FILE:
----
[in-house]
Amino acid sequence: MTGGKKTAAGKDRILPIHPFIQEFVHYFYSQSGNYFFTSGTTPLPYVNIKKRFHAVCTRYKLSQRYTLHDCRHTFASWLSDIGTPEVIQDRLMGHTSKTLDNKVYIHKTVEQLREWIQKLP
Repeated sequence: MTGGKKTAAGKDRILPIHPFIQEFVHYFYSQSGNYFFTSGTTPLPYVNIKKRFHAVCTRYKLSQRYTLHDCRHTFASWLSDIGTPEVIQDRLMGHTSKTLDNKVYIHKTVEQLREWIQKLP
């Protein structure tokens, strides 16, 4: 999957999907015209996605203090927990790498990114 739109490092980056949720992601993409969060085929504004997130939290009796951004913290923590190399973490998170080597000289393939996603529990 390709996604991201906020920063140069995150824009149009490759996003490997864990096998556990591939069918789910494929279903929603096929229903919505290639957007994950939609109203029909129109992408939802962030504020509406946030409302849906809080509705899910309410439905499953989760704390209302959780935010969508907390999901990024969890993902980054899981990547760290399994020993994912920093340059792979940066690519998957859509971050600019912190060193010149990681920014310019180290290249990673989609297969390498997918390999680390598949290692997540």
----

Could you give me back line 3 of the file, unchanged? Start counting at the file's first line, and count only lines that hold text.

Repeated sequence: MTGGKKTAAGKDRILPIHPFIQEFVHYFYSQSGNYFFTSGTTPLPYVNIKKRFHAVCTRYKLSQRYTLHDCRHTFASWLSDIGTPEVIQDRLMGHTSKTLDNKVYIHKTVEQLREWIQKLP